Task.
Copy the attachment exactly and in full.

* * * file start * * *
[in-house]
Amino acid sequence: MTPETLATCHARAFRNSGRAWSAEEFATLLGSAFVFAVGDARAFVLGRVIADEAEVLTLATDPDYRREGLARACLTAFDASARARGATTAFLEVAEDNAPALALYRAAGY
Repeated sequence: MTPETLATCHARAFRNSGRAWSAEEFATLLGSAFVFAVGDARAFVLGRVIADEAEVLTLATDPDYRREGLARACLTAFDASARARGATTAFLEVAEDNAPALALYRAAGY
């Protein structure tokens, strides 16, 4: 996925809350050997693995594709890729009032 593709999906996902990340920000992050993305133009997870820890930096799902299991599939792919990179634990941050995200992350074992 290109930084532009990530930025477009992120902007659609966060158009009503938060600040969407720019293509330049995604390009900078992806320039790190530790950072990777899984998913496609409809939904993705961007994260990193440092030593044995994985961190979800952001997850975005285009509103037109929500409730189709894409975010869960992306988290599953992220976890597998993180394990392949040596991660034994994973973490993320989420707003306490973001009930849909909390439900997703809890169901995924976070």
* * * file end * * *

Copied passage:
[in-house]
Amino acid sequence: MTPETLATCHARAFRNSGRAWSAEEFATLLGSAFVFAVGDARAFVLGRVIADEAEVLTLATDPDYRREGLARACLTAFDASARARGATTAFLEVAEDNAPALALYRAAGY
Repeated sequence: MTPETLATCHARAFRNSGRAWSAEEFATLLGSAFVFAVGDARAFVLGRVIADEAEVLTLATDPDYRREGLARACLTAFDASARARGATTAFLEVAEDNAPALALYRAAGY
């Protein structure tokens, strides 16, 4: 996925809350050997693995594709890729009032 593709999906996902990340920000992050993305133009997870820890930096799902299991599939792919990179634990941050995200992350074992 290109930084532009990530930025477009992120902007659609966060158009009503938060600040969407720019293509330049995604390009900078992806320039790190530790950072990777899984998913496609409809939904993705961007994260990193440092030593044995994985961190979800952001997850975005285009509103037109929500409730189709894409975010869960992306988290599953992220976890597998993180394990392949040596991660034994994973973490993320989420707003306490973001009930849909909390439900997703809890169901995924976070």